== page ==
In a well-designed trial of antibiotic retreatment in patients with severe fatigue, 64% in the
treatment arm obtained a clinically significant and sustained benefit from additional
antibiotic therapy.
The optimal treatment regimen for the management of known tick bites, EM rashes and persistent
disease has not yet been determined. Accordingly, it is too early to standardize restrictive
Given the number of clinical variables that must be managed and the heterogeneity within the
patient population, clinical judgment is crucial to the provision of patient-centered care.
Based on the Grading of Recommendations Assessment, Development and Evaluation model,
International Lyme and Associated Diseases Society recommends that patient goals and values
regarding treatment options be identified and strongly considered during a shared decision-making
Research is needed to better define the disease process, to identify variables associated with poor
outcomes and to establish highly effective therapeutic regimens for known tick bites, EM rashes
and persistent disease.


Super Moderator
Uploaded on Jul 11, 2008
News coverage on CNN News on award-winning Lyme Disease documentary. This film chronicles the controversy and debates surrounding the disease and its treatment within the medical community.


If you are bitten...
"Get a single shot of doxycyline within 72 hours of the bite to prevent Lymes"

This is what I am now being told by my local medical foundation one month after reporting to them that I had discovered a deeply embedded tick. Too bad they waited almost a month to advise me of this. My doc who is part of the foundation merely suggested that I come in to have the head surgically removed. He failed to mention the importance of taking the antibiotic within 72 hours.

On the day of discovery in mid March I reviewed the literature on line. I do not recall reading about any such "72hr window" for early treatment.

Lymes is not the only disease to consider after a tick bite. Here is a summary of tick-borne diseases, diagnose and treatment;
Interesting find. CDC is changing their view and recognizing the dangers of Lyme and coinfections. They still seem to be behind DRs in the trenches that deal with this. I noted they show antibiotic treatments of up to 14 days for a lot of the infections. Daughter went through 2 quack MDs and a ND in Atlanta and a LOT of $$$$$ before we found a DR in Mobile Alabama that truly understands Lyme and the coinfections. He spent over 2 hours with her going over all the test that were already done and doing a clinical eval. Started her off with Minocycline and said she could be on it for a year based on his eval of her condition. He ordered some additional test for possible coinfections, and when we get the test back there may be a change to the treatment plan. Daughter is unable to work and 2 weeks of an antibiotic would not even register on her infection. One quack MD in Atlanta said they did not treat Lyme with antibiotics because it messed up the gut flora. They use supplements and other crap....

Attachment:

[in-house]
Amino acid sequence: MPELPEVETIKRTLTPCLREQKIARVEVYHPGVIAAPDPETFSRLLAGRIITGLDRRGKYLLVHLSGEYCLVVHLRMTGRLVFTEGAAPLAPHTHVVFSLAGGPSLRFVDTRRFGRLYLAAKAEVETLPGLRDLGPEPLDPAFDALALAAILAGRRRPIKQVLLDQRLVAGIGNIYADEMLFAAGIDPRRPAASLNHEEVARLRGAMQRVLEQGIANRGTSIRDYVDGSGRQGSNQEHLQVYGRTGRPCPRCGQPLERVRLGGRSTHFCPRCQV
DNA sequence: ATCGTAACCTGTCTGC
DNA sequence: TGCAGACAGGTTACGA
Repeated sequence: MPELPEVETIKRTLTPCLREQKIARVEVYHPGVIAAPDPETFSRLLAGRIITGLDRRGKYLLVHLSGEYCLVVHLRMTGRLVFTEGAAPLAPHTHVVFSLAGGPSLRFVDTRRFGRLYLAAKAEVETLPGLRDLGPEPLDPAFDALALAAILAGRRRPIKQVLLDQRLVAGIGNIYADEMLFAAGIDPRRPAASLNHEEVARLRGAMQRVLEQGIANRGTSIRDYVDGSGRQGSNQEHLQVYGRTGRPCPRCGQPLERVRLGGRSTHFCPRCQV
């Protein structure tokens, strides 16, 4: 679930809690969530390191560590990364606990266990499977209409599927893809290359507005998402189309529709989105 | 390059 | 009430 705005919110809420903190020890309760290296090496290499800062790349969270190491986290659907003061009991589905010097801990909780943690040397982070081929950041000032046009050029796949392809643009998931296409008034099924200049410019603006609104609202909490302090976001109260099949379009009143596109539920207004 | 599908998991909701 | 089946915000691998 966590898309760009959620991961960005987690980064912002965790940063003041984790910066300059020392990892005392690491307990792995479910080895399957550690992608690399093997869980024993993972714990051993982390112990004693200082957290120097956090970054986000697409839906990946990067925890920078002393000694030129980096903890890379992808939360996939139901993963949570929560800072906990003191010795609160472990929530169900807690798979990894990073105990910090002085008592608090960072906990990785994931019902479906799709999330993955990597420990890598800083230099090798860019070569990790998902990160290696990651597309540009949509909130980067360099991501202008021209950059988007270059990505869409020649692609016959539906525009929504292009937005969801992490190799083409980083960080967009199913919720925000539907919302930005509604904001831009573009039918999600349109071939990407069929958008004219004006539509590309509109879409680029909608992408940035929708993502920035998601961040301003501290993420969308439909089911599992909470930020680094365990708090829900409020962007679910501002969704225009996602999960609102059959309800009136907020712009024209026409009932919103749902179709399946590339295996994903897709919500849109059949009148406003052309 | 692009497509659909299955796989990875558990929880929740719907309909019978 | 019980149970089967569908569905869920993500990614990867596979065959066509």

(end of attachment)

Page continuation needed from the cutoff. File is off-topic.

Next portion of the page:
I sat in on most of the eval with my Daughter and the DR. One comment he made was very interesting. I will paraphrase it: "If someone is diagnosed with MS out of the blue, they and their DR are idiots if they do not run a Lyme test to rule Lyme out." Lyme can mimic sooooo many other illnesses, and a few simple blood test can rule it out. Sort of goes along with the vid Vince linked above. The DR indicated that he has seen sooooo many patients that had already seen 5, 10 or more DRs with none testing for Lyme, when that was the problem all along...


Thanks for your updates and links Orrin. Wishing the best for your daughter.

10 weeks post bite: Sudden flare-up of severe lumbar pain on Friday and renewed eye redness although not as pronounced as first event which easily qualified me as a demon-extra for a Hollywood horror flick and which coincided with the flu symptoms last month. O.K. that's three symptoms including the flu-like symptoms. Maybe more if I include pain in arm, light sensitivity, bad headache and other weird stuff coinciding with the flu-like symptoms.

After those cleared up last month, and until this week end, I wanted to attribute the above to a respiratory bug which had been going around. Now, if infected, I'm hoping I haven't progressed to stage II or III loosing an early opportunity to wipe it out.

I was told that I they were proceeding with an antibody serum test when they drew labs last month. The test was never performed dammit! I'll get it as soon as possible.

All who read this thread should take it as a reminder to be aware of the highest risk weeks in your specific area and to check yourself thoroughly and frequently. The nymps in early spring are pin head size and easily overlooked. If you do find one attached let the ER remove it and *insist ask that the tick be saved for testing*!
If you are an outdoors-man who may have to remove it yourself make sure you carry good tweezers and are versed in proper procedure: (1) Never squeeze the abdomen or apply a match head or solvent as this could cause the tick to expel gut contents with the gametes in to your body (2) Grab as close to the head as possible and pull straight out. (3) If the mouth parts remain don't panic, they don't harbor the infection and can be removed later. (4) Save the sucker (5) start keeping a log of any symptoms

Understand the 72 hr window for initial single dose of doxycycline! It's controversial and not indicated for every bite

Weeks 1-4 if you have any of these classic symptoms: headaches, rashes, conjunctivitis, flu-like symptoms, aches and pains getting on antibiotics asap can prevent advancing to stage II or III and improve prognosis for a complete recovery. Having symptom-free periods is possible as the infection entrenches itself. Do not ignore mild symptoms.